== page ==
Preparing Cargo Ships for Routine Safety Evaluations

Every year, hundreds of cargo ships run into danger while on the high seas. From choppy waters to big swells to running into marine wildlife, the integrity of a cargo ship can be threatened at any given moment. But even without outside elements, Cargo ships can create their own safety hazards if a ship safety checklist and inspection aren’t in place.

Adhering to routine safety evaluations onboard can help boost the overall health and safety on ships for both cargo and employees. These evaluations can help spot potential hazards before they turn into trouble on the high seas, including injuries, death, and loss of cargo.

Here are some safety precautions onboard ships that can be taken now in order to ensure the safety and integrity of cargo ships at sea.

Check Lifeboats

The lifeboat and all its equipment held inside, such as edibles, pyrotechnics, and other safety elements (i.e. life jackets), should be checked and renewed when necessary. The ship’s crew must be instructed and educated on the preparation of the lifeboat and purpose of every item onboard. Necessary overhauling and renewal must be done at regular intervals to make sure that in the event of an emergency, the equipment will function as it’s intended and prevent further injury or damage.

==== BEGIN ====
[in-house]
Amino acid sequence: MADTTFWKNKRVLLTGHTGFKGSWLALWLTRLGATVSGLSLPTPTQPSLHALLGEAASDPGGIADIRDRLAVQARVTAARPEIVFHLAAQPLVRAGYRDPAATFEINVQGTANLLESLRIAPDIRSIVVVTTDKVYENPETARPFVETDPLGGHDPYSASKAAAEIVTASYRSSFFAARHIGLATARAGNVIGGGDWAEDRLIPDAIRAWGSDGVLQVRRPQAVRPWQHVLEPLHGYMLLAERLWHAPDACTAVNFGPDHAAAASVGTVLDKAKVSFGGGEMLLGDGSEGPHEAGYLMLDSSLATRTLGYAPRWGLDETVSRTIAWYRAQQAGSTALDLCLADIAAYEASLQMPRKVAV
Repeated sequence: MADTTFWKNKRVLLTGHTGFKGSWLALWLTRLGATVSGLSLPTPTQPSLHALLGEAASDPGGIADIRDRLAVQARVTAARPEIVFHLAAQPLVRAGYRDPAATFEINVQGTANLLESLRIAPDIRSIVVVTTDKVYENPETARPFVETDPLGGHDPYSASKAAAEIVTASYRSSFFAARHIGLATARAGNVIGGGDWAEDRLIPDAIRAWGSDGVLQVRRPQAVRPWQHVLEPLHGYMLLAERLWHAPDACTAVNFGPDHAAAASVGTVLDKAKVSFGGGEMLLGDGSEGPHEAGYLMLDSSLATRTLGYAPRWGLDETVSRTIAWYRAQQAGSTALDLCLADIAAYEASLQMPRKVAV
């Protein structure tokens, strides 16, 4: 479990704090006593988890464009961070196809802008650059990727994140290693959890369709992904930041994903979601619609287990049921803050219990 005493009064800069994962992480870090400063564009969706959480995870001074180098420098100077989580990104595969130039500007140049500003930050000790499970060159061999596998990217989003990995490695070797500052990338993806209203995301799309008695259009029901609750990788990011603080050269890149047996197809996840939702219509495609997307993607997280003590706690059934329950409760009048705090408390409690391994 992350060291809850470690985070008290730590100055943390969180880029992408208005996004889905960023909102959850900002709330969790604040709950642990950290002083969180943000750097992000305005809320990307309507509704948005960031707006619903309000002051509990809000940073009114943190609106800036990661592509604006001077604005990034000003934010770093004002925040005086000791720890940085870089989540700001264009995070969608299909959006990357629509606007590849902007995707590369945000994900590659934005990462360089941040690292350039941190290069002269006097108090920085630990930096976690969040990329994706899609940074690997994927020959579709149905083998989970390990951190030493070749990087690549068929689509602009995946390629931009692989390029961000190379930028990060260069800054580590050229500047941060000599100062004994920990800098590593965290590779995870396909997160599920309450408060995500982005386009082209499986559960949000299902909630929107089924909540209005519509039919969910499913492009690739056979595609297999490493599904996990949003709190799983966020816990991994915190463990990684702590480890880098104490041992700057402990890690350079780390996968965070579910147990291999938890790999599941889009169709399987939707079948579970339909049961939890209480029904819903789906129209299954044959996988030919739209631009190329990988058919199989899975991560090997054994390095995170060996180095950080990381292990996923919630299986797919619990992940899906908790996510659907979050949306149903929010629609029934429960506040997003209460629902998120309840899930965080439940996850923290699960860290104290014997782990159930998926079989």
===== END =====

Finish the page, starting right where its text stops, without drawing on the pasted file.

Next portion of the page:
Inspect Life Rafts

Like lifeboats, life rafts need to be inspected regularly to ensure safety and integrity. Cargo ship clients should be encouraged to make any replacements and repairs if required, including making sure the stickers and lettering on the sides of the life rafts can be seen easily when out at sea.

Testing Fire Detection Systems

Major fires on container ships are among the largest hazards for both the global shipping market and cargo ship insurance market. Whether it’s a kitchen fire that turns into a major blaze or a plugged pump that catches fire, all cargo ships should have updated and effective fire detection systems in place to ensure that any fire-related hazard will be mitigated immediately.

Cargo ship staff can test the fire/smoke detection systems, such as looking at fire pumps, extinguishers, nozzles, and couplings. Additionally, staff should practice fire safety drills to ensure their safety if a fire does break out.

Radios & Communications

All radio systems, whether they’re on board or on lifeboats, should be tested and kept in optimal working condition. These radio systems help connect a ship’s cargo on board or a call about being stranded at sea to nearby cargo ships or safety contacts. Testing them out on a daily basis is crucial as crews will need to relay information in a timely manner if there is a safety issue at hand.

While not every hazard can be protected against, taking these steps regularly can help to eliminate the potential for costly dangers to occur. Keeping these safety precautions on board ships will help to keep crews educated and aware, and cargo from becoming lost or damaged.

About WQIS


At Water Quality Insurance Syndicate (WQIS), we provide water pollution liability insurance from the smallest to the largest fleets for vessel operators worldwide, providing coverage for more than thirty thousand (30,000) vessels, pollution guaranties for over three thousand five hundred (3,500) vessels, and have cleaned up over five thousand (5,000) spills in our history. WQIS offers insurance on behalf of twelve (12) subscribing insurance companies in the Marine Insurance Market (see Subscribers for details).